I remember Omar Tyree’s announcement in late 2009, that he’d formed a production company to see his novels adapted to film, and TV, with Leslie, being the first novel to get screen treatment.
At the time, Tyree seemed thoroughly excited about the possibilities that his novels and those of other black writers, presented, that Hollywood just wasn’t, and still really isn’t exploiting, and that he planned to essentially, take matters into his own hands, and make things happen.
I should also note that, in the last 18 months, we’ve seen Tracey Edmonds of Edmonds Entertainment announce a multi-picture deal to develop the extensive library of novels by E. Lynn Harris into feature films; and also Jeff Clanagan of Codeblack Entertainment announced a 7-picture deal with author Mary “HoneyB” Morrison.
So there’s clearly a movement to get these best-selling novels adapted to screen, so we continue to wait and watch to see what develops.
In the meantime, speaking of Clanagan, Codeblack, and Tyree, here’s some related news we received today, via press release.
Codeblack Films (a Lionsgate company), has acquired the rights to the New York Times best-selling Flyy Girl book trilogy written by Tyree.
This captivating trilogy is a coming of age story that explores the journey of a young woman motivated by the material life who plunges into a fast-paced world of gratuitous sex, violence and heartbreak in an attempt to find herself and to assess her goals in life during the modern Hip-Hop era. The second book in the series, “For the Love of Money” won an NAACP Image Award (2001, Outstanding Book, Fiction).
Tyree’s books have been read by over 8 million people worldwide, and have grossed more than $30 million for publishing giant Simon & Schuster. His brand is one of the most talked about in the urban community, and his products can be found in 12 countries.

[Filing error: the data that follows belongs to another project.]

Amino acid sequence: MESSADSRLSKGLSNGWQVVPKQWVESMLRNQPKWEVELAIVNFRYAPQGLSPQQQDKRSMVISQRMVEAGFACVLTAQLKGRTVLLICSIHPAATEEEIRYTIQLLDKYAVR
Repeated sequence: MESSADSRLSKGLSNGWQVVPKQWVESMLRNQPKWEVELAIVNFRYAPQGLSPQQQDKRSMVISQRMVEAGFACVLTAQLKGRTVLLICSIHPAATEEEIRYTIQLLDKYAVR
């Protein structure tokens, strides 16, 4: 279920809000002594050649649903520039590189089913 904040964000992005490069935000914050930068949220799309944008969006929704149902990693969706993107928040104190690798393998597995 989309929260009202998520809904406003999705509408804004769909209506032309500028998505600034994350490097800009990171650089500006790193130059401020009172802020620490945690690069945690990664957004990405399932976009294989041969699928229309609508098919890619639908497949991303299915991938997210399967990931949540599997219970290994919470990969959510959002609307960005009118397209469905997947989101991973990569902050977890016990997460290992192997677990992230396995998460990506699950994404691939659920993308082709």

“Omar Tyree has created a franchise with an incredible story that connects with audiences worldwide,” said Codeblack Films President Jeff Clanagan. “Codeblack is excited to have the film rights for these books which have been a staple in the African-American community for more than 20 years. We’re thrilled to have the chance to finally bring these stories to screen.”
Codeblack Films’ General Manager Quincy Newell brokered the deal with Global Renaissance Entertainment Group’s CEO/Owner Arthur Wylie and Chief Operating Officer Dale Godboldo. Jean Chi, Lionsgate’s SVP of Business & Legal Affairs, business executive Greg Snodgrass of Business Affairs Inc. and Jeffrey Miles, attorney for Global Renaissance Entertainment Group, handled legal duties.
“I couldn’t be happier to embark on this journey with Codeblack Films and Global Renaissance Entertainment Group,” states Omar Tyree. “I have every confidence that my brand has found the perfect home with one of the most effective machines in Hollywood.”
Since moving into Lionsgate HQ, Clanagan’s Codeblack has been quite aggressive with its pickups, seeing early box office success most recently with Kevin Hart: Let Me Explain, which has already grossed close to $30 million after just over 2 weeks in release.
The company also recently acquired US distribution rights to Forest Whitaker‘s thriller Repentance (previously titled Vipaka).
The southern gothic, psychological thriller stars Whitaker, Anthony Mackie, Sanaa Lathan, Nicole Ari Parker and Mike Epps.
It made its world premiere at the Slamdance Film Festival in Park City, UT earlier this year, and was the opening night movie for the Pan African Film Festival in February.
And then there’s George Tillman Jr.’s The Inevitable Defeat Of Mister And Pete, which stars Jennifer Hudson, Skylan Brooks, Anthony Mackie, Jordin Sparks, Jeffrey Wright, and Adewale Akinnuoye-Agbaje, in a drama that sees Jennifer Hudson as a drug addict mother whose arrest forces her son and his best friend to fend for themselves.
The script was penned by Michael Starrbury, and by co-produced by Alicia Keys.
Expect an early 2014 release.
And also there’s Charles Murray’s feature debut, Things Never Said, which stars Shanola Hampton, Omari Hardwick, Elimu Nelson, Tamala Jones, Dorian Missick and Michael Beach.